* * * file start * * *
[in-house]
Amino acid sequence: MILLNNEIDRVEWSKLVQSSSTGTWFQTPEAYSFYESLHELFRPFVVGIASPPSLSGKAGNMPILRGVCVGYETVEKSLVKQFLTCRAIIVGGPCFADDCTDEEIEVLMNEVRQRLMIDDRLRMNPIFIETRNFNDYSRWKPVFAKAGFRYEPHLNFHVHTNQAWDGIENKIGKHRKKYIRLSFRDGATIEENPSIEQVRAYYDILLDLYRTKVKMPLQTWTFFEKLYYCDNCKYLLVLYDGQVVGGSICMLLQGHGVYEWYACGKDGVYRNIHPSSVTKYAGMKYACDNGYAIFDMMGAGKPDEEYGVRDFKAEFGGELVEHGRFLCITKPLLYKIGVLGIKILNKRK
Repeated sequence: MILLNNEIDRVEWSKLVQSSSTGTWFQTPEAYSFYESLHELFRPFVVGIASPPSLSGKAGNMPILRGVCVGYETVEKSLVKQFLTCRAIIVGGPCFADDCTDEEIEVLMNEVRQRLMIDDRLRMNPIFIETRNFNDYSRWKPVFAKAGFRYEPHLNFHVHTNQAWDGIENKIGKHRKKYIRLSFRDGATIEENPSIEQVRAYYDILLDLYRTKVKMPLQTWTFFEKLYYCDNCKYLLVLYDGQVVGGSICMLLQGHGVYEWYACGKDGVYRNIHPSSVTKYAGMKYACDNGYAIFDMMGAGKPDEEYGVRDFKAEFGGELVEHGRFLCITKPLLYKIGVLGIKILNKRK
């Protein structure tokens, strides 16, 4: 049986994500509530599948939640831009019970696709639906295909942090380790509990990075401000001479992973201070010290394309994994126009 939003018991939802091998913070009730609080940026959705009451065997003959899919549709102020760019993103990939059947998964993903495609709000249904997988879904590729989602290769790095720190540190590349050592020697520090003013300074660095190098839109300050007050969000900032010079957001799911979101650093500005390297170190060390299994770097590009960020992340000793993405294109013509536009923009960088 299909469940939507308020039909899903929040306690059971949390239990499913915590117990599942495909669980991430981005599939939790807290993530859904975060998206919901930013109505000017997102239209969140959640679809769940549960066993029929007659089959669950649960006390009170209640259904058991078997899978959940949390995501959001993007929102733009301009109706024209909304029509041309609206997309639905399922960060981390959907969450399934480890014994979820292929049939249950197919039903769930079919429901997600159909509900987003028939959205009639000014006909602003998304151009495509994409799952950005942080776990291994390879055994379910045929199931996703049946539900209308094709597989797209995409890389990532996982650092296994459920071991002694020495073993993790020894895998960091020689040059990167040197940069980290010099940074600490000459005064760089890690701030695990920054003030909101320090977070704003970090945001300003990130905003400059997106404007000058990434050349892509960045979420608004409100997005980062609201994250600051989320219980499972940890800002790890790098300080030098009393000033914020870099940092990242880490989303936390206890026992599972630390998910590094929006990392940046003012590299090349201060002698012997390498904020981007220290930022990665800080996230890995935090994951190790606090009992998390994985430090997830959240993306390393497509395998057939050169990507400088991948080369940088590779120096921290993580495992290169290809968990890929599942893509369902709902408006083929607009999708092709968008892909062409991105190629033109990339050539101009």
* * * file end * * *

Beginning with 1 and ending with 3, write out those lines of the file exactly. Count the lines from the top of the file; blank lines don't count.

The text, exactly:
[in-house]
Amino acid sequence: MILLNNEIDRVEWSKLVQSSSTGTWFQTPEAYSFYESLHELFRPFVVGIASPPSLSGKAGNMPILRGVCVGYETVEKSLVKQFLTCRAIIVGGPCFADDCTDEEIEVLMNEVRQRLMIDDRLRMNPIFIETRNFNDYSRWKPVFAKAGFRYEPHLNFHVHTNQAWDGIENKIGKHRKKYIRLSFRDGATIEENPSIEQVRAYYDILLDLYRTKVKMPLQTWTFFEKLYYCDNCKYLLVLYDGQVVGGSICMLLQGHGVYEWYACGKDGVYRNIHPSSVTKYAGMKYACDNGYAIFDMMGAGKPDEEYGVRDFKAEFGGELVEHGRFLCITKPLLYKIGVLGIKILNKRK
Repeated sequence: MILLNNEIDRVEWSKLVQSSSTGTWFQTPEAYSFYESLHELFRPFVVGIASPPSLSGKAGNMPILRGVCVGYETVEKSLVKQFLTCRAIIVGGPCFADDCTDEEIEVLMNEVRQRLMIDDRLRMNPIFIETRNFNDYSRWKPVFAKAGFRYEPHLNFHVHTNQAWDGIENKIGKHRKKYIRLSFRDGATIEENPSIEQVRAYYDILLDLYRTKVKMPLQTWTFFEKLYYCDNCKYLLVLYDGQVVGGSICMLLQGHGVYEWYACGKDGVYRNIHPSSVTKYAGMKYACDNGYAIFDMMGAGKPDEEYGVRDFKAEFGGELVEHGRFLCITKPLLYKIGVLGIKILNKRK